Perhaps no field of medicine has had more innovation over the last 65 years than cardiology. Major scientific insights, such as cardiovascular (CV) pathophysiology, coupled with pharmacologic and technologic advances have yielded breakthrough after breakthrough.1 Despite the many advances, the full potential of CV science and medicine has not been realized, and population health is suboptimal. CV disease remains the leading cause of morbidity and mortality in the United States and worldwide. The global burden of CV risk factorssuch as hypertension, diabetes, and obesityis growing in both developed and developing countries.2, 4

While inpatient and procedural cardiac care has become more effective and safer over decades, preventive and longitudinal care patterns vary widely. For example, fewer than half of patients with CV disease continue to take prescribed cardioprotective medications over time, which translates into approximately 125,000 preventable deaths per year just in the United States.5 The continued rise in healthcare expenditures also threatens optimal CV care and the implementation of new innovations. Cardiovascular care costs are among the highest in health and medicine; in fact, the number of Americans with CV disease is projected to rise to approximately 45 of the total population over the next 15 years, and related costs are estimated to exceed 1 trillion dollars.4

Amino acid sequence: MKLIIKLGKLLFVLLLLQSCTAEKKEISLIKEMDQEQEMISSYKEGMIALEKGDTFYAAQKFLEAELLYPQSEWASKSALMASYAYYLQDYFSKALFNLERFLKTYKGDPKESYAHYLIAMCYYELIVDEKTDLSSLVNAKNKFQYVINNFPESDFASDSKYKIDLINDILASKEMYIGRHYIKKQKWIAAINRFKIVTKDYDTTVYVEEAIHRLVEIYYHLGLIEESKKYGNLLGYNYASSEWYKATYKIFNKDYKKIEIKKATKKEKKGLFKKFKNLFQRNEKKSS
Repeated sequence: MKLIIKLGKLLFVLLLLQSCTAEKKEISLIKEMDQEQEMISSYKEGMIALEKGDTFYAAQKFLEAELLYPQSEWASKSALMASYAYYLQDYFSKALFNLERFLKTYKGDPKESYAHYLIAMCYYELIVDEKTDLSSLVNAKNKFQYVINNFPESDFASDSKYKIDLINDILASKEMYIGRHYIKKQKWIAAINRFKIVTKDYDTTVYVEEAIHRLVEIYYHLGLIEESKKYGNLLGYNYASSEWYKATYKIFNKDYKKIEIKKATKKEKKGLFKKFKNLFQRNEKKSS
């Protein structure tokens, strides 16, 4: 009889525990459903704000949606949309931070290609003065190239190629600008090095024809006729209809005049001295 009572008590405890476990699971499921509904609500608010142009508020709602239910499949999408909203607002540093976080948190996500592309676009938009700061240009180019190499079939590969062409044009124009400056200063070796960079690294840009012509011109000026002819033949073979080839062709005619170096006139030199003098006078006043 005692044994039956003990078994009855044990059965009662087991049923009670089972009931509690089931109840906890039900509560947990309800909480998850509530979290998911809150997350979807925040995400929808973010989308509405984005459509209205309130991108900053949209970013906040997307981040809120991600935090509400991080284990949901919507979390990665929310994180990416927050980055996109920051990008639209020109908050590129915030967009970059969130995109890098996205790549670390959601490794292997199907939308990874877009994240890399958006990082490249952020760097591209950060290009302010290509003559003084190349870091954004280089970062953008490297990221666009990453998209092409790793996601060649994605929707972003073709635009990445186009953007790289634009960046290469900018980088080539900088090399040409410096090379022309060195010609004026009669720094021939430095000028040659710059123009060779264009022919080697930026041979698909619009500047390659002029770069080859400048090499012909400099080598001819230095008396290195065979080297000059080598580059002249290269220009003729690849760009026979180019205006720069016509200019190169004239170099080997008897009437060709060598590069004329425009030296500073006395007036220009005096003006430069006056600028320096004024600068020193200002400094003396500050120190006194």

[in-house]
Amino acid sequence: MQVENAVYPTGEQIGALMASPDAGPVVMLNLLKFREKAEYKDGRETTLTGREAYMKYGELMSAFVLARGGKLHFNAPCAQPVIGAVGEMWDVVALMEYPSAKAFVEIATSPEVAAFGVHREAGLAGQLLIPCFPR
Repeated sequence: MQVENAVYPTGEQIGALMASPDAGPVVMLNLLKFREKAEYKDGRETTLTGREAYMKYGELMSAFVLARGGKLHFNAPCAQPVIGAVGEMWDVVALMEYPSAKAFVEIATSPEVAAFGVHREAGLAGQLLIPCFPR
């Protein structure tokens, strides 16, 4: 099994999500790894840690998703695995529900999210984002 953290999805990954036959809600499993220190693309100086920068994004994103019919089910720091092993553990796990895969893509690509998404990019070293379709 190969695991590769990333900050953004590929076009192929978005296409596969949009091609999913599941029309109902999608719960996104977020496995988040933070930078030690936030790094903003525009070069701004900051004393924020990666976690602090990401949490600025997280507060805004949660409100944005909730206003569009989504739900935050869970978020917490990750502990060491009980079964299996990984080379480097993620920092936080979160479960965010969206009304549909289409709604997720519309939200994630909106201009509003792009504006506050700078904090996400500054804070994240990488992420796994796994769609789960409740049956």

How can one reconcile the seeming paradox of major advances in cardiology with suboptimal quality of care, inconsistent health outcomes, and unsustainable costs? The clearest explanation is that the healthcare delivery system has not sufficiently evolved to keep up with advances in CV science and medicine. Indeed, the basic mode of healthcare delivery inside the walls of hospitals and clinics has been largely static over decades. The delivery system is an impediment to adoption of innovation and needs transformation.


Computing power, digital data, and transmission of digital data (via the internet, for example) continue to grow exponentially. Outside of health care, this has spurred so-called digital transformation, or the adoption of technologies to deliver services in a more effective and efficient way. Digital transformation has altered most sectors of the economy, from finance and entertainment to retail and transportation. In fact, according to Forbes magazine, 89 of all companies have adopted a digital-first business strategy or plan to do so and have already started a digital-first approach to operations and customer engagement.7 There is widespread hope, as well as hype, that the digital transformation of health care can save billions of dollars while improving care delivery and outcomes.8,9